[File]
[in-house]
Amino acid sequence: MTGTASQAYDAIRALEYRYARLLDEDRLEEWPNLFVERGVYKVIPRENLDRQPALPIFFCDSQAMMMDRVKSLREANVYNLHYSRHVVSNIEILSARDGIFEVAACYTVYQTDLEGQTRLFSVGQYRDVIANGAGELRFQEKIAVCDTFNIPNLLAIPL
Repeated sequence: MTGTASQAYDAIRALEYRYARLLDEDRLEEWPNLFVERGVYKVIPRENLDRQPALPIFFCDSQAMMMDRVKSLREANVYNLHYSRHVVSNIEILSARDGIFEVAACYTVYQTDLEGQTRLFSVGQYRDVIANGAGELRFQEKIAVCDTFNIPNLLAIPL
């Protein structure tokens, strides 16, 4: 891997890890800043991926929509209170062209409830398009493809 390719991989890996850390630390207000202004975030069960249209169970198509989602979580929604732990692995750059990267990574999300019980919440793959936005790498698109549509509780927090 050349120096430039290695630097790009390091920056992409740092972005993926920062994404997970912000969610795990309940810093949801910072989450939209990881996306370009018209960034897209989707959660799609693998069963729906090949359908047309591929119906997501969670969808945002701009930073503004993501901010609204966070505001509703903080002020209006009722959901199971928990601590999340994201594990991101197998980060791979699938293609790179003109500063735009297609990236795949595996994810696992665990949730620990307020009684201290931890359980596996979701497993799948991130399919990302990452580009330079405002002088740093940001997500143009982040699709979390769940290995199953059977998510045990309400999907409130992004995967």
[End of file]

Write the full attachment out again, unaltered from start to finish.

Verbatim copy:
[in-house]
Amino acid sequence: MTGTASQAYDAIRALEYRYARLLDEDRLEEWPNLFVERGVYKVIPRENLDRQPALPIFFCDSQAMMMDRVKSLREANVYNLHYSRHVVSNIEILSARDGIFEVAACYTVYQTDLEGQTRLFSVGQYRDVIANGAGELRFQEKIAVCDTFNIPNLLAIPL
Repeated sequence: MTGTASQAYDAIRALEYRYARLLDEDRLEEWPNLFVERGVYKVIPRENLDRQPALPIFFCDSQAMMMDRVKSLREANVYNLHYSRHVVSNIEILSARDGIFEVAACYTVYQTDLEGQTRLFSVGQYRDVIANGAGELRFQEKIAVCDTFNIPNLLAIPL
């Protein structure tokens, strides 16, 4: 891997890890800043991926929509209170062209409830398009493809 390719991989890996850390630390207000202004975030069960249209169970198509989602979580929604732990692995750059990267990574999300019980919440793959936005790498698109549509509780927090 050349120096430039290695630097790009390091920056992409740092972005993926920062994404997970912000969610795990309940810093949801910072989450939209990881996306370009018209960034897209989707959660799609693998069963729906090949359908047309591929119906997501969670969808945002701009930073503004993501901010609204966070505001509703903080002020209006009722959901199971928990601590999340994201594990991101197998980060791979699938293609790179003109500063735009297609990236795949595996994810696992665990949730620990307020009684201290931890359980596996979701497993799948991130399919990302990452580009330079405002002088740093940001997500143009982040699709979390769940290995199953059977998510045990309400999907409130992004995967």